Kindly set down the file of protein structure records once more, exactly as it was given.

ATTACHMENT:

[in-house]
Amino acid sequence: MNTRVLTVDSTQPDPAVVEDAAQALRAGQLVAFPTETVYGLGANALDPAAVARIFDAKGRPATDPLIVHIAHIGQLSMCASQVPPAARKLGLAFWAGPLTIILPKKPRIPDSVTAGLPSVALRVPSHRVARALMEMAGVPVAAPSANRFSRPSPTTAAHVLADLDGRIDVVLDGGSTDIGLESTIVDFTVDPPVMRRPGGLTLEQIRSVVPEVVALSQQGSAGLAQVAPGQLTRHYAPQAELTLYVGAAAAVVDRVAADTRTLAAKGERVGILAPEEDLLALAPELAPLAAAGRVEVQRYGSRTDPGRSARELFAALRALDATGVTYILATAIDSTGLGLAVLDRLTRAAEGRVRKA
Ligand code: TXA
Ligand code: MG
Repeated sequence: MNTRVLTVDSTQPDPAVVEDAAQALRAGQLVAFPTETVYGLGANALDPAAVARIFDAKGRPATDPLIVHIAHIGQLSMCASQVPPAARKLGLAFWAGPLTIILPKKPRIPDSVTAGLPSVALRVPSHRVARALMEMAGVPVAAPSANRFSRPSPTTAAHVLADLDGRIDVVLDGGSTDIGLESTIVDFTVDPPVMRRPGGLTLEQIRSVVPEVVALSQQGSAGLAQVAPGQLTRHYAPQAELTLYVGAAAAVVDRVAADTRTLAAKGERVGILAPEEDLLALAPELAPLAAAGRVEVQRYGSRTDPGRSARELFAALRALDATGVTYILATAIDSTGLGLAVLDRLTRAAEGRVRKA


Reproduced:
[in-house]
Amino acid sequence: MNTRVLTVDSTQPDPAVVEDAAQALRAGQLVAFPTETVYGLGANALDPAAVARIFDAKGRPATDPLIVHIAHIGQLSMCASQVPPAARKLGLAFWAGPLTIILPKKPRIPDSVTAGLPSVALRVPSHRVARALMEMAGVPVAAPSANRFSRPSPTTAAHVLADLDGRIDVVLDGGSTDIGLESTIVDFTVDPPVMRRPGGLTLEQIRSVVPEVVALSQQGSAGLAQVAPGQLTRHYAPQAELTLYVGAAAAVVDRVAADTRTLAAKGERVGILAPEEDLLALAPELAPLAAAGRVEVQRYGSRTDPGRSARELFAALRALDATGVTYILATAIDSTGLGLAVLDRLTRAAEGRVRKA
Ligand code: TXA
Ligand code: MG
Repeated sequence: MNTRVLTVDSTQPDPAVVEDAAQALRAGQLVAFPTETVYGLGANALDPAAVARIFDAKGRPATDPLIVHIAHIGQLSMCASQVPPAARKLGLAFWAGPLTIILPKKPRIPDSVTAGLPSVALRVPSHRVARALMEMAGVPVAAPSANRFSRPSPTTAAHVLADLDGRIDVVLDGGSTDIGLESTIVDFTVDPPVMRRPGGLTLEQIRSVVPEVVALSQQGSAGLAQVAPGQLTRHYAPQAELTLYVGAAAAVVDRVAADTRTLAAKGERVGILAPEEDLLALAPELAPLAAAGRVEVQRYGSRTDPGRSARELFAALRALDATGVTYILATAIDSTGLGLAVLDRLTRAAEGRVRKA